By Dr. Matthew Bertsch, PharmD. and Dr. Chinwe Chukwurah, M.D.
Sun Life Family Health Center
The opioid crisis has had an effect on many people around Arizona, and around the country. Although the problem with opiates is not a new one, it certainly has developed much traction recently. With governors, legislators, our national congressional representatives, our senators and even our president talking about the issue, it has garnered a lot of mainstream attention. Opiates/opioids, often used interchangeably, are not new, and neither is drug abuse. However, the attention on the crisis has made health care challenging, even to Sun Life Family Health Center.
It really is not all about the opiates though. Drug abuse, legal and illegal, has run rampant for decades. People who abuse have abused promethazine with codeine for its pleasurable and sedative effect; have abused dextromethorphan for its mild euphoria or extreme hallucinations depending on dose; and have abused other medications meant to treat neuropathic pain for its marijuana-like effects. Drug abuse is not new.
The laws and technology in our state have changed, and there is now an Arizona Controlled Substances Prescription Monitoring Program for the safety of patients. Prescribers are now required to check the prescription monitoring program. Prescribers will also be required to prescribe addictive medications electronically. Continuing education will be required for providers as a part of maintaining their license. Prescription doses will also be limited and new opioid packaging requirements have been implemented.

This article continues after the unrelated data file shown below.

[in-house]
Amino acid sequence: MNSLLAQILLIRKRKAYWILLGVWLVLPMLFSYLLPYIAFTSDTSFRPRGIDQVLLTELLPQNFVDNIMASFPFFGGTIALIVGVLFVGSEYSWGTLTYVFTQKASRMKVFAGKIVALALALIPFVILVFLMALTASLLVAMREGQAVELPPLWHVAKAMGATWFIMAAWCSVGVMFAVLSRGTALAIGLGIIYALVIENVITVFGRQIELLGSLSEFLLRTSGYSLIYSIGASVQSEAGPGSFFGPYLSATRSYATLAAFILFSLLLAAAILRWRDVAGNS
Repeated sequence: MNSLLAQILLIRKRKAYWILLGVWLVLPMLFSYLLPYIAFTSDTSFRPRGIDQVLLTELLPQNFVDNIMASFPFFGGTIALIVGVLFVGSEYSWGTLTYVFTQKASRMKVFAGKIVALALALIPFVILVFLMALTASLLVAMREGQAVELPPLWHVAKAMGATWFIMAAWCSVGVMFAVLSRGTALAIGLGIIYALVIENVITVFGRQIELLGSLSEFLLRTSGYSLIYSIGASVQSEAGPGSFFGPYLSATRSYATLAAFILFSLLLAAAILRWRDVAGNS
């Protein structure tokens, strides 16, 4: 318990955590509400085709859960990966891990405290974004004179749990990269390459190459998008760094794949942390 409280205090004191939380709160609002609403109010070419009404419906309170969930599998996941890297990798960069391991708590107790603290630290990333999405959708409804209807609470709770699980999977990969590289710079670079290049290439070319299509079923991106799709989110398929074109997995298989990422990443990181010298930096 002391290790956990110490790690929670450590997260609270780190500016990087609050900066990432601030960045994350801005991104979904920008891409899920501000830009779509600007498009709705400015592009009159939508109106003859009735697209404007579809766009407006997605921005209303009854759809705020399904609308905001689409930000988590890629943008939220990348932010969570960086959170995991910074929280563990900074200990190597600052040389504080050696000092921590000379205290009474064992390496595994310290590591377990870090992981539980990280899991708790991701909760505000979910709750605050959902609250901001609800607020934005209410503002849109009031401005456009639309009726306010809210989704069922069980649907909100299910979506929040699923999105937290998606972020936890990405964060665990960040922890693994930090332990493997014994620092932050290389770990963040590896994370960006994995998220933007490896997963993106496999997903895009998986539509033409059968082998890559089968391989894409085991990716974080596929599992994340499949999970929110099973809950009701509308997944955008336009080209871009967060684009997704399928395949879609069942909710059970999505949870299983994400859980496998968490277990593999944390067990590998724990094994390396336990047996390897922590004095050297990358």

The scrutiny around opiate prescribing has led to opioid refugees, those who have had to abandon their addictions to prescription opiates and have turned to illegal street drugs. Patients have turned to both methamphetamine and heroin. Because of all of these overdoses, both legal and illegal, access to the life-saving overdose drug naloxone has increased as well.
At Sun Life Family Health Center, we practice pain management responsibly. While our primary care providers have autonomy in pain management, their decisions are guided by policy and proper clinical judgment using guideline-based therapy.
What makes us unique, however, is our integrated approach to pain management. We have a team of integrated behavioral health specialists who work with our patients, as many times symptoms can be managed at a behavioral level as opposed to prescribing a medication. This is where our Mindful Alternative Pain Program comes into play. MAPP is a series of classes that focus on alternative and natural ways to cope with issues associated with pain.
Clinical pharmacy has made a huge impact on the approach to pain management within Sun Life. Clinical pharmacy has teamed up with primary care providers to review dosing of pain medications of the patients we serve. Clinical pharmacists also provide education to patients about opiates, discuss pain goals with patients, check dangerous drug interactions and consult with providers to ensure proper therapy for patients. The goal of this collaboration is that patients learn to manage their pain and reduce their dependency solely on medications.
Sun Life’s community pharmacists assist in the process by providing a thorough review of the prescriptions sent by the providers to one of our six pharmacies. Although this is not different from how other pharmacies should operate, Sun Life pharmacies have the advantage of being in close proximity to the clinical pharmacy team, the behavioral health team and the primary care provider.
Pain management is a complicated subject. We have seen that with this collaborative, interdisciplinary approach, medication use is decreasing, and there is an overall decreased risk for medication-related problems. Patients benefit when health care providers set an example and work together to ensure proper care of our patients who are in need.
Matthew Bertsch, PharmD., is the director of pharmacy and Chinwe Chukwurah, M.D., is the medical director at Sun Life Family Health Center.
This article appears in the October issue of InMaricopa.